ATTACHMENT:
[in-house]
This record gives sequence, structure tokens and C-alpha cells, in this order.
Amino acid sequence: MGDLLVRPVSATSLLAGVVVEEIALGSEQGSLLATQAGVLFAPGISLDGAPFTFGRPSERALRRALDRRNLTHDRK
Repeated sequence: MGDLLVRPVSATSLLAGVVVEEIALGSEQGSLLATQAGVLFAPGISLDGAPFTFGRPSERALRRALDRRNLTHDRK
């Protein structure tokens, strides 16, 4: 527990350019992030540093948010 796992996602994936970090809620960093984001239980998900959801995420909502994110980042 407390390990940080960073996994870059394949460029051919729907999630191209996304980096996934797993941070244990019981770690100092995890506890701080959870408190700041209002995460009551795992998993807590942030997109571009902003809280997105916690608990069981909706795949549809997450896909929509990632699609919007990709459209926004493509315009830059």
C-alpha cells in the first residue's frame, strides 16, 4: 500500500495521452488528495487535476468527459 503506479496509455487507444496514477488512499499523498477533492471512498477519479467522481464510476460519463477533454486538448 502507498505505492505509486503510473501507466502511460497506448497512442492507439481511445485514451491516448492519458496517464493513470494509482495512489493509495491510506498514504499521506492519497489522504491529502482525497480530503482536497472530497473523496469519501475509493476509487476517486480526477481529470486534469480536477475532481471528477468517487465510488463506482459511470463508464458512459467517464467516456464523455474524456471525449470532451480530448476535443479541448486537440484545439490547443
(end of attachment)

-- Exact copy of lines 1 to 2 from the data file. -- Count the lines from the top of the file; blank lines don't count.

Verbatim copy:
[in-house]
This record gives sequence, structure tokens and C-alpha cells, in this order.